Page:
A spokeswoman for Luis Alberto Moreno, Colombian ambassador to Washington, said he would have no comment yesterday.
Although the bill provides $122 million for the promotion of human rights and judicial reform in Colombia, humanitarian groups expressed disappointment that it gives the U.S. president the power to bypass human rights safeguards.
Paramilitary groups with links to the Colombian army have been accused of numerous civilian murders and other atrocities.
Yesterday's measure calls for the suspension of U.S. aid if the State Department fails to certify that Colombia's military is respecting human rights, but it also gives the president power to waive the suspension if he deems it in the national interest to do so.
"It's strong language with a loophole," said Andrew Miller, a Latin American specialist with Amnesty International in Washington.
Without stronger pressure from Washington, he added, "this funding could essentially be a green light for the Colombian military to continue doing what it's been doing for a long time, which is violating human rights."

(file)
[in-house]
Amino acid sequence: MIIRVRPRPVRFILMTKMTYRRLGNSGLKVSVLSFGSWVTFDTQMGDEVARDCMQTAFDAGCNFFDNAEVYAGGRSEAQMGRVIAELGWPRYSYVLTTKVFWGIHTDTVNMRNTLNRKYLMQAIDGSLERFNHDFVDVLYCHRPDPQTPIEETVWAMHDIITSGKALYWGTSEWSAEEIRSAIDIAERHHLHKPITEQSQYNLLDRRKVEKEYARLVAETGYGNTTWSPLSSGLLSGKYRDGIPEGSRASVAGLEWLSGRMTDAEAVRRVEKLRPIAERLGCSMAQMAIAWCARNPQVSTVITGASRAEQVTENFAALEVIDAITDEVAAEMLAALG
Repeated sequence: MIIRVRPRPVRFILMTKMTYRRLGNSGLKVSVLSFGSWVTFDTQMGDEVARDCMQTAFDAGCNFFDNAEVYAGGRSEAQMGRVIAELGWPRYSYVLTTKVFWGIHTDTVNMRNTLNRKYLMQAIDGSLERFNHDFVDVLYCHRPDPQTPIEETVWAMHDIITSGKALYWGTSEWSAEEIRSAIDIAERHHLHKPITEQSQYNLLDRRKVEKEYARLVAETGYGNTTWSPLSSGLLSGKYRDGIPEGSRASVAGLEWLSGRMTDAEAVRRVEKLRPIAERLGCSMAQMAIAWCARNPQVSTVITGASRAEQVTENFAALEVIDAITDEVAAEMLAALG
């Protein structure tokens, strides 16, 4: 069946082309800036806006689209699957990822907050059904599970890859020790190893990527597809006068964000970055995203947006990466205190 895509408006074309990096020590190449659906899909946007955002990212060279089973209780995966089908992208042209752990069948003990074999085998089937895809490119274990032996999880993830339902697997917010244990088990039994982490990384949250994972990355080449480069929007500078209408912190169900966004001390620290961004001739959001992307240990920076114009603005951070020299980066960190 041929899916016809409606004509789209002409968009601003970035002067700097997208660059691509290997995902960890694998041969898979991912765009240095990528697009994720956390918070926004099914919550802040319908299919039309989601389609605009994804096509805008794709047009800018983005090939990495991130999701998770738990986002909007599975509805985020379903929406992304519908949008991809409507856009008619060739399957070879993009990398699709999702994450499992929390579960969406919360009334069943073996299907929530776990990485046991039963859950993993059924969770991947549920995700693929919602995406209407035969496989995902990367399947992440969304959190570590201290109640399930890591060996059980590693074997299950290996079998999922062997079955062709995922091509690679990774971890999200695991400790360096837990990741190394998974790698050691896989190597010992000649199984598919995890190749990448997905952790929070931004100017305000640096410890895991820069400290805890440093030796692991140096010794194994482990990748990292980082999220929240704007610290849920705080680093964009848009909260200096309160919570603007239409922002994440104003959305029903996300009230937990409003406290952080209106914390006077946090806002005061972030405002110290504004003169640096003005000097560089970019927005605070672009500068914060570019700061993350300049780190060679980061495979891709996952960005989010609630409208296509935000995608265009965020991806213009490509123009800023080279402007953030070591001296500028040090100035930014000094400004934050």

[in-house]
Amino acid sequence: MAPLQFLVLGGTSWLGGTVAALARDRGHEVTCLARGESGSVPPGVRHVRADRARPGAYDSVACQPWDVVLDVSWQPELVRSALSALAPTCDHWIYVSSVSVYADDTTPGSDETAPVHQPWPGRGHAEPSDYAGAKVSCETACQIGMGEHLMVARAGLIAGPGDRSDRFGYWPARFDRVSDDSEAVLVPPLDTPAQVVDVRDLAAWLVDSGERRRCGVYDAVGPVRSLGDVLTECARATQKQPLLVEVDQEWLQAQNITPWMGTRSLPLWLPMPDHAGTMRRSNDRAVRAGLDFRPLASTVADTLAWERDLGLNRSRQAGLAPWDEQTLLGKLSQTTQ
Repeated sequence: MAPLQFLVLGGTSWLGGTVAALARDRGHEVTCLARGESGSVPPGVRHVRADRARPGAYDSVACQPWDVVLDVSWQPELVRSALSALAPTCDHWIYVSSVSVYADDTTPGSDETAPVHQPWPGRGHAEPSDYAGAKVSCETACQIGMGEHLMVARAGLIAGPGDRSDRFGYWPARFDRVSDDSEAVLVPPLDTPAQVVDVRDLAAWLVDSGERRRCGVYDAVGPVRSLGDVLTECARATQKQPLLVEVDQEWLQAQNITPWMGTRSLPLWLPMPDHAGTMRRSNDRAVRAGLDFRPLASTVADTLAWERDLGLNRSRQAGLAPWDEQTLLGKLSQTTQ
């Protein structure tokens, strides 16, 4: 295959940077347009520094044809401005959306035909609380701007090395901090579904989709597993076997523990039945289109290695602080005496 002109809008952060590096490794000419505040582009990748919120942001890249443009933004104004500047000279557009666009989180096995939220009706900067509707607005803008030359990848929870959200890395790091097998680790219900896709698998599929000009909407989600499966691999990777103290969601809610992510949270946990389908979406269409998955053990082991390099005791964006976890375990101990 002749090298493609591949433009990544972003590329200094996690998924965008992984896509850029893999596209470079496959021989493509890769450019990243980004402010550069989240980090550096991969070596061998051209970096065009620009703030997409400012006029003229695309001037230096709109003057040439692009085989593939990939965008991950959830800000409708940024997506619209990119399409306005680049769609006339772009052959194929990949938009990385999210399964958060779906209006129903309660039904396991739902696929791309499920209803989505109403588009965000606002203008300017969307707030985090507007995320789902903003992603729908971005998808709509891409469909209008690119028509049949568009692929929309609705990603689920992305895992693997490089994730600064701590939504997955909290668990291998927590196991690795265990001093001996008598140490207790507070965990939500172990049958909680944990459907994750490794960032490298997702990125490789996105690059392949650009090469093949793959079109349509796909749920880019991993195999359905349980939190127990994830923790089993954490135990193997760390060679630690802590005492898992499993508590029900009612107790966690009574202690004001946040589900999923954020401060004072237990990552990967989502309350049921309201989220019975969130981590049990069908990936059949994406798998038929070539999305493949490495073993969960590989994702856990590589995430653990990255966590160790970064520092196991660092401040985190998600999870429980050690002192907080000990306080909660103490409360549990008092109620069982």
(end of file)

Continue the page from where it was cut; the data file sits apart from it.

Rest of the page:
The type of helicopters going to Colombia was another point of contention that wasn't resolved until this week. The administration had asked for 30 Blackhawks, arguing that the large, hardened choppers are more suitable for the mission than lighter, cheaper Hueys.
Aircraft carrying troops into the drug-growing zones would probably come under fire, Pentagon officials argued, saying that the heavily armored Blackhawks would have a better chance of getting through and protecting Colombian soldiers.
The initial Senate bill contained 60 Hueys and no Blackhawks. Senators argued that the Hueys would save money, and legislators from Texas - home of Bell Textron, which makes the Huey-also pushed for its inclusion. The final bill provided for a mixture of the two types.
The Blackhawk is made by Sikorsky Aircraft Corp., a Connecticut company.
"Privately we're not crazy about this," said the Pentagon official, noting that any savings gained from buying Hueys will largely be lost through having to train two sets of crews and mechanics instead of one. "This is not what we've requested, but we've got to make it work now."